In 1945, Manny Shinwell, was made Minister of Fuel and Power. Shinwell had become MP for Seaham, defeating the incumbent Ramsay Mac in 1935. He was therefore in charge of the coal industry.
As a minister, he would prove less successful than some. 1946 was taken up with, above all else, the progress of the nationalisation of the coal industry. It’s probably fair to say that Shinwell’s eye was not on the ball in the winter of 1946/47.
Shinwell had put his faith in coal stocks, but thirty years of neglect of our coal industry and railways had left it unable to cope once the big freeze set in. For the Conservatives, who had had little to cheer about since the 1945 elections, the big freeze gave them a target: ‘Shiver with Shinwell’, ‘Not an Act of God, but the inactivity of Shinwell’. And, let’s face it, we love a chance to blame someone, as this vox pop shows.
There is an excellent Daily Telegraph by Dominic Sandbrook here.
Attlee took the opportunity of the reshuffle later that year to demote Shinwell. He would, however, be a enduring figure, returning to cabinet (having been outside as War Minister) as Minister of Defence in 1950. In the process, he developed an enmity with Hugh Gaitskell which would see him confined to the margins until Gaitskell’s death. Indomitable, in 1964, at the age of eighty, Harold Wilson secured him the party chairmanship. He would resign in 1967, in opposition to Wilson’s application for membership of the EEC. He seemed ageless: this is from the BBC’s 1970 election coverage, with Robin Day and Michael Foot.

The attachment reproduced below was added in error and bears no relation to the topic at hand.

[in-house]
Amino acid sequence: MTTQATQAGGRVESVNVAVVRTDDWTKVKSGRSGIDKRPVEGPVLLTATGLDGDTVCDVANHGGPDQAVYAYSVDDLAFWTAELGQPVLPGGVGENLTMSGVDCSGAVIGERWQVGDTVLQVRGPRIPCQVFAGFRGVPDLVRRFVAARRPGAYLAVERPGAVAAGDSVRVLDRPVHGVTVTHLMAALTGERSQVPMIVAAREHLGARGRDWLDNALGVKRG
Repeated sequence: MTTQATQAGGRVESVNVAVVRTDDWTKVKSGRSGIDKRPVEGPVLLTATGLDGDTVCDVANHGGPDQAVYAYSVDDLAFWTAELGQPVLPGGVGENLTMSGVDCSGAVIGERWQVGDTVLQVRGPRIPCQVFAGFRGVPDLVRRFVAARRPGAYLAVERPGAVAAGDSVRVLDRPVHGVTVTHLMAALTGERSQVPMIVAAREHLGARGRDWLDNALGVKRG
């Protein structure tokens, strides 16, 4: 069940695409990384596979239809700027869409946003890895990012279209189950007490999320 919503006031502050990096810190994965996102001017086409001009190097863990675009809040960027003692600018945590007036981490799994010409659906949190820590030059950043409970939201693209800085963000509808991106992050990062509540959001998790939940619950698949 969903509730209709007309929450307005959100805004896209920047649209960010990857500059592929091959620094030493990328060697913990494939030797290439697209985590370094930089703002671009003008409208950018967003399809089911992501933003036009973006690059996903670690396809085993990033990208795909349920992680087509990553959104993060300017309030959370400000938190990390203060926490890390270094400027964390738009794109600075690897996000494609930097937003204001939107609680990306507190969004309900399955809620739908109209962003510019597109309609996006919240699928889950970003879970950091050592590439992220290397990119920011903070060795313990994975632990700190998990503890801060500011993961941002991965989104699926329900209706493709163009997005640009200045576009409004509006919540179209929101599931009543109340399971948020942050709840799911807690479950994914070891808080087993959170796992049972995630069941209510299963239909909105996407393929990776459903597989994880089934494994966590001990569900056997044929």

Shinwell was able to attend his own 100th birthday celebrations in the House of Lords; he died in 1986, aged 101.